- Inferring Kangaroo Phylogeny from Incongruent Nuclear and Mitochondrial Genes
- Marsupial genetics and genomics
- Thermoregulation by kangaroos from mesic and arid habitats: Influence of temperature on routes of heat loss in eastern grey kangaroos (Macropus giganteus) and red kangaroos (Macropus rufus)
(Munn, Phelan, Rigby, & Roberts, 2017)
This researched investigated the behaviour of wild-caught western grey kangaroos (Macropus fuliginosus) and red kangaroos (M.rufus) that were transferred to a large naturally vegetated enclosure. The research quantified feeding, moving, grooming and non-alert behaviours. Overall, the findings indicated that after 7-10 days wild-caught kangaroos adjusted to a novel environment and displayed behaviour patterns comparable with free-ranging counterparts.
Diets of mammalian herbivores in Australian arid, hilly shrublands: seasonal effects of overlap between euros (hill kangaroos), sheep and feral goats, and on dietary niche breadths and electivities
(Dawson & Ellis, 1996)
The diets of euros, domestic sheep and feral goats in hilly, shrub rangeland in southern Australia were examined in a 12-year study. Dietary overlap, foraging in relation to resource availability and the potential for competition in different conditions were also examined. This study found levels of dietary overlap to be low (lower than that of sheep and red kangaroos) even in periods of severe drought.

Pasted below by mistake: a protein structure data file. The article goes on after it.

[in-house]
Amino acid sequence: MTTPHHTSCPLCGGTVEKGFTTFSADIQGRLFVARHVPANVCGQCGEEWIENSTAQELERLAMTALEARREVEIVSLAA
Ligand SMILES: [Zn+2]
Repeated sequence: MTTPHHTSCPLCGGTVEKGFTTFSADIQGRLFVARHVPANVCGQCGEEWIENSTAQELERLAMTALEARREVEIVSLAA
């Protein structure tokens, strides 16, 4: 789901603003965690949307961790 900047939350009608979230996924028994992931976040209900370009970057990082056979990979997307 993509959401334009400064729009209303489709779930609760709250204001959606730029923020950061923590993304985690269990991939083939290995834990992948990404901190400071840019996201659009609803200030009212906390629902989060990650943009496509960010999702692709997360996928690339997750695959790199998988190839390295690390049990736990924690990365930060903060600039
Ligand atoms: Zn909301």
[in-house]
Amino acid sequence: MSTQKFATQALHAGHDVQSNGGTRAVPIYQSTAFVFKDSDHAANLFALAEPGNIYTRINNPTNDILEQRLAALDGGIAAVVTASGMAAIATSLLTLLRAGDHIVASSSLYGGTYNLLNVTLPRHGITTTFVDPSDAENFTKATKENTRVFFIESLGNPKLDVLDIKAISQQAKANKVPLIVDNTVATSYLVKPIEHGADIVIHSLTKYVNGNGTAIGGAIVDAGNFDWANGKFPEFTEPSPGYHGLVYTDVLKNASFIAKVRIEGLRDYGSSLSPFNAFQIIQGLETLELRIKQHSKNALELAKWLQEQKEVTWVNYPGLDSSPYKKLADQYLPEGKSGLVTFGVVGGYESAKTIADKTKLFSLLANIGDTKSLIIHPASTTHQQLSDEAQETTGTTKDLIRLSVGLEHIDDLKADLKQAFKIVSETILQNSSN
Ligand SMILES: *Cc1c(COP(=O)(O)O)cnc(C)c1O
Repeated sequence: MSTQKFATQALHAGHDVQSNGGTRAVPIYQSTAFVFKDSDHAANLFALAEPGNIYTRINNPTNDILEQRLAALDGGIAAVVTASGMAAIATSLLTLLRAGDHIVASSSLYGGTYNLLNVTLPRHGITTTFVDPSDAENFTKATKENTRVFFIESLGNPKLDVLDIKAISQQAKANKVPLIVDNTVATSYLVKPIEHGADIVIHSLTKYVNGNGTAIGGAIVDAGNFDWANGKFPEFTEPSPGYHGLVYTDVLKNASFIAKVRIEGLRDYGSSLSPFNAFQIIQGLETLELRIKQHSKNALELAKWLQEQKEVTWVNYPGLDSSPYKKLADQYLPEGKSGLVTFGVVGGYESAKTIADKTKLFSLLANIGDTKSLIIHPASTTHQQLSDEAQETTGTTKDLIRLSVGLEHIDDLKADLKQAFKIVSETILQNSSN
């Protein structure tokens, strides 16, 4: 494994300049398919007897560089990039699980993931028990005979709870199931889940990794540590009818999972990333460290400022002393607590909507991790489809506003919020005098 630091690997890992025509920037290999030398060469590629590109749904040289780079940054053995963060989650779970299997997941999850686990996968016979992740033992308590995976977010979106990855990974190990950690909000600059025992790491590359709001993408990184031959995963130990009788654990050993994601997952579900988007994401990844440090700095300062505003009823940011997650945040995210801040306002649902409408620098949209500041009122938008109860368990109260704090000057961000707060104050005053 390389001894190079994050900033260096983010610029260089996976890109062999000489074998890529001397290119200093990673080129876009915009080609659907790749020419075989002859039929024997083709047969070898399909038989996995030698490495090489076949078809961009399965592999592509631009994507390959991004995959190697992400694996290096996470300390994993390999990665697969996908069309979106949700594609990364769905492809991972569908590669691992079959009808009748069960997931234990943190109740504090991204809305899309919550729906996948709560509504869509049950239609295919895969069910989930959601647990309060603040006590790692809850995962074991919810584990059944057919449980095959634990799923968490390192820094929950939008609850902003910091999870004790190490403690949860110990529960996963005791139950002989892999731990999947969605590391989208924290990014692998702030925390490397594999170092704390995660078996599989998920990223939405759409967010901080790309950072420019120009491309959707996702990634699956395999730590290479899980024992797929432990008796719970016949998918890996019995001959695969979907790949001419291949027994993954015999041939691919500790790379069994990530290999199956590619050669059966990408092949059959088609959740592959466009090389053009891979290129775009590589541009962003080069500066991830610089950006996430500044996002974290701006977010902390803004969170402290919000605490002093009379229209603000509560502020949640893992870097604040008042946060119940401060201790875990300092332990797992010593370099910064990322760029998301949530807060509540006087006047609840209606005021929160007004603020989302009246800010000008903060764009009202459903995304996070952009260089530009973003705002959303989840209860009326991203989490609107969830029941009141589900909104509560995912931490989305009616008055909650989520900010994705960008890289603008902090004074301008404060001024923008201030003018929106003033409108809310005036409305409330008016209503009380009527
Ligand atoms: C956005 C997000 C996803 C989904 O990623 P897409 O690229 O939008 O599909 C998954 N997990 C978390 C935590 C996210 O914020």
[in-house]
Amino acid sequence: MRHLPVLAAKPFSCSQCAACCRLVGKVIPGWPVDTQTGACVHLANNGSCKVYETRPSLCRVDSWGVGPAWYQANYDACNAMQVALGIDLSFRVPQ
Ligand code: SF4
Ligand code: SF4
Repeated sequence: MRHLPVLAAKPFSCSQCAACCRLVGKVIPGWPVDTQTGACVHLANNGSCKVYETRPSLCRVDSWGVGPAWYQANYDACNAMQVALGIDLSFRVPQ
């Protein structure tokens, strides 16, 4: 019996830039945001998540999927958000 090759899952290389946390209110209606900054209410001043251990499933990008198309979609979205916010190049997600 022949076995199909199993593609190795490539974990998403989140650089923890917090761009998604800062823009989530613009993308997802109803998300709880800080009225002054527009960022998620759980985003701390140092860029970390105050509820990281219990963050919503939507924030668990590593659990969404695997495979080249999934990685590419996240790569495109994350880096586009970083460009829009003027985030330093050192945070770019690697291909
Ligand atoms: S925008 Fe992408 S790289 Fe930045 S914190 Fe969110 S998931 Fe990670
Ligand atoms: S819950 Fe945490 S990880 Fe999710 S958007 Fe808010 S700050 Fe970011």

Circadian variation in resource quality: leaf water content and its relevance to eastern grey kangaroo Macropus giganteus and common wombat Vombatus ursinus
(Jarman & Evans, 2010)
This project considered leaf water content as a source of free water for leaf-grazing herbivores, eastern grey kangaroos and common wombats.
Dehydration, with and without heat, in kangaroos from mesic and arid habitats: different thermal responses including varying patterns in heterothermy in the field and laboratory.
(Dawson, Blaney, McCarron, & Maloney, 2007)
Field data showing the daily patterns in body temperature of kangaroos in hot, arid conditions, with and without water, indicate the use of adaptive heterothermy (large variation in body temperature). Variation was greater in the Eastern Grey, a species of mesic origin, than in the desert-adapted Red Kangaroo.
Decreasing methane yield with increasing food intake keeps daily methane emissions constant in two foregut fermenting marsupials, the western grey kangaroo and red kangaroo